599 F2d 1094 United States v. M Salvucci G
599 F.2d 1094
UNITED STATES of America, Appellant,
John M. SALVUCCI, Jr., Joseph G. Zackular, Defendants, Appellees.
United States Court of Appeals,
Argued March 8, 1979.
Decided June 15, 1979.
John W. Laymon, Asst. U. S. Atty., Boston, Mass., with whom Edward F. Harrington, U. S. Atty., Boston, Mass., was on brief, for appellant.
John C. McBride, Everett, Mass., for appellee, Joseph G. Zackular; and by Willie J. Davis, Boston, Mass., for appellee, John M. Salvucci, Jr.
Before ALDRICH and CAMPBELL, Circuit Judges, and GIGNOUX, District Judge*.
GIGNOUX, District Judge.
On May 15, 1978, defendants-appellees, John M. Salvucci, Jr. and Joseph G. Zackular, were indicted by a federal grand jury and charged in 12 counts with unlawful possession of checks stolen from the mail, a violation of 18 U.S.C. § 1708. The checks involved had been seized from an apartment rented by Zackular's wife at 93 Pleasant Street, Melrose, Massachusetts. The seizure was made by officers of the Massachusetts State Police acting pursuant to a search warrant issued by the Malden District Court.
Defendants filed a motion to suppress the seized checks as evidence against them at trial. This motion was granted by the district court, after hearing, on the ground that the affidavit supporting the search warrant failed to establish the requisite probable cause for the issuance of the warrant. Thereafter, the United States filed a motion for reconsideration, arguing that defendants lacked standing to contest the search and seizures. After considering memoranda submitted by counsel, the district court reaffirmed its suppression order.
The Government's appeal from these adverse rulings presents two issues: (1) whether the affidavit supporting the search warrant established probable cause for the issuance of the warrant; and (2) whether defendants have standing to contest the search and seizures. As we conclude that the district court properly suppressed the checks, we affirm its order.
* We address first the question of whether the supporting affidavit established probable cause for the issuance of the warrant. The warrant, authorizing the search of the premises located at 93 Pleasant Street, Apartment 93E, Melrose, Massachusetts, was issued by a clerk of the Malden District Court solely upon the basis of the affidavit of Massachusetts State Police Trooper Ronald J. Bellanti. The objects authorized to be seized were a checkwriting machine, other articles used to make forged checks, and forged checks. Bellanti's affidavit, the relevant portions of which are fully set out in the margin,1 recited the following material facts. On October 24, 1976, Bellanti had received information from a reliable informant that on October 22, 1976, one Kathleen Burke had purchased four airline tickets with a forged bank check. The same informant also gave Bellanti information regarding defendant Zackular. This information concerned a conversation in which Zackular made statements regarding his possession of certain articles located in his apartment at 247 Washington Street, Winthrop, Massachusetts, which were used to manufacture counterfeit licenses and forged checks, including the counterfeit license used by Kathleen Burke for identification when she purchased the above-mentioned airline tickets. This information led to a successful raid of Zackular's apartment and his arrest.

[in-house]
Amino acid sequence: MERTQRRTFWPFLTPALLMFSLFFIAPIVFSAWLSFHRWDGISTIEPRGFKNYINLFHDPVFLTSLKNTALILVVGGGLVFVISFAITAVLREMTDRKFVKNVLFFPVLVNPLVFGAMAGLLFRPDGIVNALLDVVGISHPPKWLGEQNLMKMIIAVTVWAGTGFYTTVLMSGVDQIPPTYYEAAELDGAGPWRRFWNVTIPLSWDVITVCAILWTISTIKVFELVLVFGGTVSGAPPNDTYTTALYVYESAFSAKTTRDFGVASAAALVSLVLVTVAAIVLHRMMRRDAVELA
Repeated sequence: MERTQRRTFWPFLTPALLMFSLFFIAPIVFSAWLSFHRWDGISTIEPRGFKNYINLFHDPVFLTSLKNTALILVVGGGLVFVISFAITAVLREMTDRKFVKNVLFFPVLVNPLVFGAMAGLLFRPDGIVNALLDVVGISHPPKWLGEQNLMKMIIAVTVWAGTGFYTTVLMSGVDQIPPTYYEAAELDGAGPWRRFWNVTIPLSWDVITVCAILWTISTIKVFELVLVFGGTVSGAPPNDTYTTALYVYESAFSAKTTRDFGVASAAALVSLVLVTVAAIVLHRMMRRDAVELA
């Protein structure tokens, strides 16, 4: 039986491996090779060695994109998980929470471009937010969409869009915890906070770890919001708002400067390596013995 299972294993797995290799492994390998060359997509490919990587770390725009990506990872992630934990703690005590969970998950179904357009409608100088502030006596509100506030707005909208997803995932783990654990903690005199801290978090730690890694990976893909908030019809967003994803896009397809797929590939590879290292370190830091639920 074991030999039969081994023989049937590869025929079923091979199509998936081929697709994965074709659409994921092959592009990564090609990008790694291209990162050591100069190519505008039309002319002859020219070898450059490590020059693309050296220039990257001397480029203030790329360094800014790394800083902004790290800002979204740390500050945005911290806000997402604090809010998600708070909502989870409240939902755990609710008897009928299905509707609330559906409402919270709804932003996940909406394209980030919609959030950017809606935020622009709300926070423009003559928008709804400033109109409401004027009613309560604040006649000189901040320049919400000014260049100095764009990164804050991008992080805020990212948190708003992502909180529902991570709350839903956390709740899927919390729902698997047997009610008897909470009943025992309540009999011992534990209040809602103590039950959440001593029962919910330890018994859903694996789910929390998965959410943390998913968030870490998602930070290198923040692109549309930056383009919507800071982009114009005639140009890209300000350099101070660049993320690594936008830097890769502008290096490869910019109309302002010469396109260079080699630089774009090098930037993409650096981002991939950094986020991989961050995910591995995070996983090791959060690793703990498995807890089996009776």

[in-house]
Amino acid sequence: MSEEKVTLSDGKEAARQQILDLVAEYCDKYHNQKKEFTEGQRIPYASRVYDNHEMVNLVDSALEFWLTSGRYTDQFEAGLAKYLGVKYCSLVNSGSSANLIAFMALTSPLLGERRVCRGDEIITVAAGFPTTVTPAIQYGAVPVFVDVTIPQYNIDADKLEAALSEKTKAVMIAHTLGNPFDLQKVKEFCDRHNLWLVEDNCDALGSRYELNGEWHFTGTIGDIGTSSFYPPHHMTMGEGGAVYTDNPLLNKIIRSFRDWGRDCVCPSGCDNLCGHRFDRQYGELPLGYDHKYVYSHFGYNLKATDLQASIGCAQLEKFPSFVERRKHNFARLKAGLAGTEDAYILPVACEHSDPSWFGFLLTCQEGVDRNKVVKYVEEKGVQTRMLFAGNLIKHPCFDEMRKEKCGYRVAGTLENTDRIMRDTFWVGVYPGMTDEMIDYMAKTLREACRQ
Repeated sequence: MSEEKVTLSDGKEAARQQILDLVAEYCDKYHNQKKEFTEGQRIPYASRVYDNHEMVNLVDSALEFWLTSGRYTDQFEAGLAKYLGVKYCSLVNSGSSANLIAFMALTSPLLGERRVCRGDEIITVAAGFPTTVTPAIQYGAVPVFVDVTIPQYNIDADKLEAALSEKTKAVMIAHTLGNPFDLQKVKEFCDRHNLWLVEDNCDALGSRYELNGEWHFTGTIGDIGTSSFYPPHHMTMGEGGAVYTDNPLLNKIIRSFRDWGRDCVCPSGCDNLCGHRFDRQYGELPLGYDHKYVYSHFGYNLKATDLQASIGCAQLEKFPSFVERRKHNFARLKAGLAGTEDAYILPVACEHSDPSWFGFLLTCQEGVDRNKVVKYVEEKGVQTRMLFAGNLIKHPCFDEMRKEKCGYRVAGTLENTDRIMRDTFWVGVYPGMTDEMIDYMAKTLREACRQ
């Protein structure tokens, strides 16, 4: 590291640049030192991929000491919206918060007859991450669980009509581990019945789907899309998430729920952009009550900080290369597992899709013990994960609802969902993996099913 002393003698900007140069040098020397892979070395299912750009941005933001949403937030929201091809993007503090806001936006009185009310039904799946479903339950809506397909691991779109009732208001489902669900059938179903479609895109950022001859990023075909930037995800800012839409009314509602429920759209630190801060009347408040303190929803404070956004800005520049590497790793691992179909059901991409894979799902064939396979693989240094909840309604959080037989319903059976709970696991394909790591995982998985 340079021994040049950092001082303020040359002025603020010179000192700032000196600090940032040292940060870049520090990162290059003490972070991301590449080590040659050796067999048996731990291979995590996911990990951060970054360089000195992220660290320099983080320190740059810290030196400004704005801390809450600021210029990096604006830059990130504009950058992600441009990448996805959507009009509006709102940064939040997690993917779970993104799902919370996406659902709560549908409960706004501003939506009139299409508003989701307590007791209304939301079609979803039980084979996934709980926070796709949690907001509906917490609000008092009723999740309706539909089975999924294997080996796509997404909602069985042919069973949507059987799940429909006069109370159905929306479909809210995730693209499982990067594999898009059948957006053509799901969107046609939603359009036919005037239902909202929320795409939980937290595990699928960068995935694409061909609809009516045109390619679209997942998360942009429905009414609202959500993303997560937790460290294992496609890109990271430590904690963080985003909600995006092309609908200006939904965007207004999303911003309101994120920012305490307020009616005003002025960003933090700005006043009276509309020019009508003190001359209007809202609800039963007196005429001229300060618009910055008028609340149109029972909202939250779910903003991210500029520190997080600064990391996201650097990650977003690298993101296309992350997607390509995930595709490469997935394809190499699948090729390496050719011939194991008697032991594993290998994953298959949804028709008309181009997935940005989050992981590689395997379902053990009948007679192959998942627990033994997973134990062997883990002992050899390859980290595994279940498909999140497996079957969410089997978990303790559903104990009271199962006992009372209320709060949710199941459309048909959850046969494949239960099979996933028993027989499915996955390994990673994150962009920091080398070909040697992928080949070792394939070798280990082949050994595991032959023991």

Bellanti's affidavit further set forth that the informant "who has proven its reliability in the past by giving to this officer the aforementioned reliable information" has furnished the following information: "That prior to this date it (the informant) was present during a conversation in which Joseph G. Zackular had stated he had a check writer which was being kept at his wife's apartment in Melrose," and that this checkwriter was the one that had been used to print amounts of money payable on forged checks. The informant also told Bellanti that the person Zackular had referred to as his wife was either his present or past wife, and her name was Jean D. Zackular. Finally, the affidavit recites that on December 14, 1976, Bellanti, with the informant, went to the Town Estates in Melrose, where the informant pointed out several windows belonging to the apartment occupied by Jean D. Zackular. On December 15, 1976, Bellanti returned to the apartment complex and learned that Apartment 93E was leased by Jean D. Zackular.
The warrant was issued on December 15, 1976, and the search was conducted on December 17. During the search, a checkwriting machine and a large number of stolen checks were seized.